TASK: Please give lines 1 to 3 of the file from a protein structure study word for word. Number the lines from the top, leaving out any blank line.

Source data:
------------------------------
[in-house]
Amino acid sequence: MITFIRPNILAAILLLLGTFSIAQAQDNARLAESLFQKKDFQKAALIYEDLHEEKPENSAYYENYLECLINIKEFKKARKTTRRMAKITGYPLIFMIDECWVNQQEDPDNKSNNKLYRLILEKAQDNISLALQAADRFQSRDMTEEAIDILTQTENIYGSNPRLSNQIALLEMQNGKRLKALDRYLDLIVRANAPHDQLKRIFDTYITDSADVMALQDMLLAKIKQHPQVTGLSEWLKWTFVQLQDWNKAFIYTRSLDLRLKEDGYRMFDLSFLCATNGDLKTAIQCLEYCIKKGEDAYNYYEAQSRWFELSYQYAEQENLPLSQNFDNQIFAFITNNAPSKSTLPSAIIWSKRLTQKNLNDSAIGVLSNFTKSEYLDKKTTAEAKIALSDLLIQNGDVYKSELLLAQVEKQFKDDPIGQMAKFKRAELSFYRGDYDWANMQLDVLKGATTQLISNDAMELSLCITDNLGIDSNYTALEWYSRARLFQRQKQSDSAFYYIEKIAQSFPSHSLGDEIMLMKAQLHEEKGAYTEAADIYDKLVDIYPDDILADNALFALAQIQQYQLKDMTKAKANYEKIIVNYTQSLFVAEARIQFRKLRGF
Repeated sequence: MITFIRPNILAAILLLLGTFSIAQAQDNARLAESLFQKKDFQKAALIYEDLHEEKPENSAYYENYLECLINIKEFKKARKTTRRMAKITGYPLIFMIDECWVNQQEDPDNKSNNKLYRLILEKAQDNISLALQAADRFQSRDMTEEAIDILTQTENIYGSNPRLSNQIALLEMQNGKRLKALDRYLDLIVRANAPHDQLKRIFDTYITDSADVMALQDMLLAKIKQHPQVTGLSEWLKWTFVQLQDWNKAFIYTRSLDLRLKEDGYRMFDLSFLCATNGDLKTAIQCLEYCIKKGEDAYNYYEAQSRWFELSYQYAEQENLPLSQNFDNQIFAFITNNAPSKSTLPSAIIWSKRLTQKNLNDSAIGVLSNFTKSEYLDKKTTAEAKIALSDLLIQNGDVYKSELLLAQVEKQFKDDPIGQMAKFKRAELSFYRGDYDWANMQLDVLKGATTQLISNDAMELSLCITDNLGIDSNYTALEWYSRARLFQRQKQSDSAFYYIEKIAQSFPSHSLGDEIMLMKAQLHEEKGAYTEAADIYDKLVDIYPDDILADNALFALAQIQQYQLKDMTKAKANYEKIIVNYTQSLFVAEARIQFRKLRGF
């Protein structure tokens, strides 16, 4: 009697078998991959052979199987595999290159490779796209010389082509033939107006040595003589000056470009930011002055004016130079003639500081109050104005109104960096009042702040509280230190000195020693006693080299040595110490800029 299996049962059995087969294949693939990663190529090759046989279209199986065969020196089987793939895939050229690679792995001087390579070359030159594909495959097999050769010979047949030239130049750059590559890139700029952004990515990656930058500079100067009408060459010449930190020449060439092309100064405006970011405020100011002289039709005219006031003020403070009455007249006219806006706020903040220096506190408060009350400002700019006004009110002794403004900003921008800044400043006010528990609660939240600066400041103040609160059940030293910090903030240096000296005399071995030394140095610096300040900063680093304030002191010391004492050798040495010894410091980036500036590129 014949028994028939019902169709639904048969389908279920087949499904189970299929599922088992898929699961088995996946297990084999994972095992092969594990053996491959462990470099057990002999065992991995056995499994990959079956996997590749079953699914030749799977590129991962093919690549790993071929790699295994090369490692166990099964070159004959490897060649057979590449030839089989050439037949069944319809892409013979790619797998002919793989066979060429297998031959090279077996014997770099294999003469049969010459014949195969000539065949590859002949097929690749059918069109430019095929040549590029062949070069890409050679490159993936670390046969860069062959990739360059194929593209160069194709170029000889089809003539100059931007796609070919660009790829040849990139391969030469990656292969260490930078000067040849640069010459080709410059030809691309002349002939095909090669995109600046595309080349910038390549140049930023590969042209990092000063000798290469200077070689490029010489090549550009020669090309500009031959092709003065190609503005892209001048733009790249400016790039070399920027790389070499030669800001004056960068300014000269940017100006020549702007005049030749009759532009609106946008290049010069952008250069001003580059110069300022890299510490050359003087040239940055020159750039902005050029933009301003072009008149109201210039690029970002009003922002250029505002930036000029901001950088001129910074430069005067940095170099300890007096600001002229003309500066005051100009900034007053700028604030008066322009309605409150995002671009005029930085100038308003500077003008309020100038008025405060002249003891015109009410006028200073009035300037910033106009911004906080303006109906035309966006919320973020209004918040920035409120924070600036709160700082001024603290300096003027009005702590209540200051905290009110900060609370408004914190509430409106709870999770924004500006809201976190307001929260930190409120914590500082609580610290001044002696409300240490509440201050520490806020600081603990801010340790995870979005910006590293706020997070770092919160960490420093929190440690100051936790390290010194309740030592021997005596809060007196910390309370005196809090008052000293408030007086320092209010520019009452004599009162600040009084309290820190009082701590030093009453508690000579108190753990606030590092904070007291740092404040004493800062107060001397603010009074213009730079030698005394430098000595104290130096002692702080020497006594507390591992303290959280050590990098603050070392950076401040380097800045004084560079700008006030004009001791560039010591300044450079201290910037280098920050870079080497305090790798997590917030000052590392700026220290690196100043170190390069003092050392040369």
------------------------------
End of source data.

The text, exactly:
[in-house]
Amino acid sequence: MITFIRPNILAAILLLLGTFSIAQAQDNARLAESLFQKKDFQKAALIYEDLHEEKPENSAYYENYLECLINIKEFKKARKTTRRMAKITGYPLIFMIDECWVNQQEDPDNKSNNKLYRLILEKAQDNISLALQAADRFQSRDMTEEAIDILTQTENIYGSNPRLSNQIALLEMQNGKRLKALDRYLDLIVRANAPHDQLKRIFDTYITDSADVMALQDMLLAKIKQHPQVTGLSEWLKWTFVQLQDWNKAFIYTRSLDLRLKEDGYRMFDLSFLCATNGDLKTAIQCLEYCIKKGEDAYNYYEAQSRWFELSYQYAEQENLPLSQNFDNQIFAFITNNAPSKSTLPSAIIWSKRLTQKNLNDSAIGVLSNFTKSEYLDKKTTAEAKIALSDLLIQNGDVYKSELLLAQVEKQFKDDPIGQMAKFKRAELSFYRGDYDWANMQLDVLKGATTQLISNDAMELSLCITDNLGIDSNYTALEWYSRARLFQRQKQSDSAFYYIEKIAQSFPSHSLGDEIMLMKAQLHEEKGAYTEAADIYDKLVDIYPDDILADNALFALAQIQQYQLKDMTKAKANYEKIIVNYTQSLFVAEARIQFRKLRGF
Repeated sequence: MITFIRPNILAAILLLLGTFSIAQAQDNARLAESLFQKKDFQKAALIYEDLHEEKPENSAYYENYLECLINIKEFKKARKTTRRMAKITGYPLIFMIDECWVNQQEDPDNKSNNKLYRLILEKAQDNISLALQAADRFQSRDMTEEAIDILTQTENIYGSNPRLSNQIALLEMQNGKRLKALDRYLDLIVRANAPHDQLKRIFDTYITDSADVMALQDMLLAKIKQHPQVTGLSEWLKWTFVQLQDWNKAFIYTRSLDLRLKEDGYRMFDLSFLCATNGDLKTAIQCLEYCIKKGEDAYNYYEAQSRWFELSYQYAEQENLPLSQNFDNQIFAFITNNAPSKSTLPSAIIWSKRLTQKNLNDSAIGVLSNFTKSEYLDKKTTAEAKIALSDLLIQNGDVYKSELLLAQVEKQFKDDPIGQMAKFKRAELSFYRGDYDWANMQLDVLKGATTQLISNDAMELSLCITDNLGIDSNYTALEWYSRARLFQRQKQSDSAFYYIEKIAQSFPSHSLGDEIMLMKAQLHEEKGAYTEAADIYDKLVDIYPDDILADNALFALAQIQQYQLKDMTKAKANYEKIIVNYTQSLFVAEARIQFRKLRGF